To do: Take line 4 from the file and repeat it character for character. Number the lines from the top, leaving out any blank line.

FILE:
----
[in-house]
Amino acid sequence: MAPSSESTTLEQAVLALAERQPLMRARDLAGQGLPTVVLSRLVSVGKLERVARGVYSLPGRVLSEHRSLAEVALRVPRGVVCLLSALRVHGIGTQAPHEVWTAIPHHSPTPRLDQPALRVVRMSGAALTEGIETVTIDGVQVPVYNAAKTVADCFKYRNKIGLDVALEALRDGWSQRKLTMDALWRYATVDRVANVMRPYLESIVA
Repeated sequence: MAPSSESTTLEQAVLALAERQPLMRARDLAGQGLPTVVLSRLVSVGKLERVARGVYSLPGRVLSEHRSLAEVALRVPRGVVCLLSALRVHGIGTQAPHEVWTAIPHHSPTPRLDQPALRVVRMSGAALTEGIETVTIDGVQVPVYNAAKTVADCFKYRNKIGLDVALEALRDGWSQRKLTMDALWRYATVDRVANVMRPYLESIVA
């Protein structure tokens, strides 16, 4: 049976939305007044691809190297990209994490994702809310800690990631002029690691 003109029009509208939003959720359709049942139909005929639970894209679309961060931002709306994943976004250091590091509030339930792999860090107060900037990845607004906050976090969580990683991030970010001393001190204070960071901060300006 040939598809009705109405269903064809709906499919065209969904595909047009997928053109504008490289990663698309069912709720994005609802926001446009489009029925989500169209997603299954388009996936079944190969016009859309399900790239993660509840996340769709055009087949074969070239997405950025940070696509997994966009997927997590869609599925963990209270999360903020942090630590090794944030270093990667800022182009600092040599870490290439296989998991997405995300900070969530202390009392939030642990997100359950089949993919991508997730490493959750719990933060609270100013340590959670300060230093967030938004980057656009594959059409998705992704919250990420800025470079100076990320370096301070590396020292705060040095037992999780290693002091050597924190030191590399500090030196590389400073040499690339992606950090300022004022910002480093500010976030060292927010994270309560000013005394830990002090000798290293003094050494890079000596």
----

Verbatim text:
């Protein structure tokens, strides 16, 4: 049976939305007044691809190297990209994490994702809310800690990631002029690691 003109029009509208939003959720359709049942139909005929639970894209679309961060931002709306994943976004250091590091509030339930792999860090107060900037990845607004906050976090969580990683991030970010001393001190204070960071901060300006 040939598809009705109405269903064809709906499919065209969904595909047009997928053109504008490289990663698309069912709720994005609802926001446009489009029925989500169209997603299954388009996936079944190969016009859309399900790239993660509840996340769709055009087949074969070239997405950025940070696509997994966009997927997590869609599925963990209270999360903020942090630590090794944030270093990667800022182009600092040599870490290439296989998991997405995300900070969530202390009392939030642990997100359950089949993919991508997730490493959750719990933060609270100013340590959670300060230093967030938004980057656009594959059409998705992704919250990420800025470079100076990320370096301070590396020292705060040095037992999780290693002091050597924190030191590399500090030196590389400073040499690339992606950090300022004022910002480093500010976030060292927010994270309560000013005394830990002090000798290293003094050494890079000596």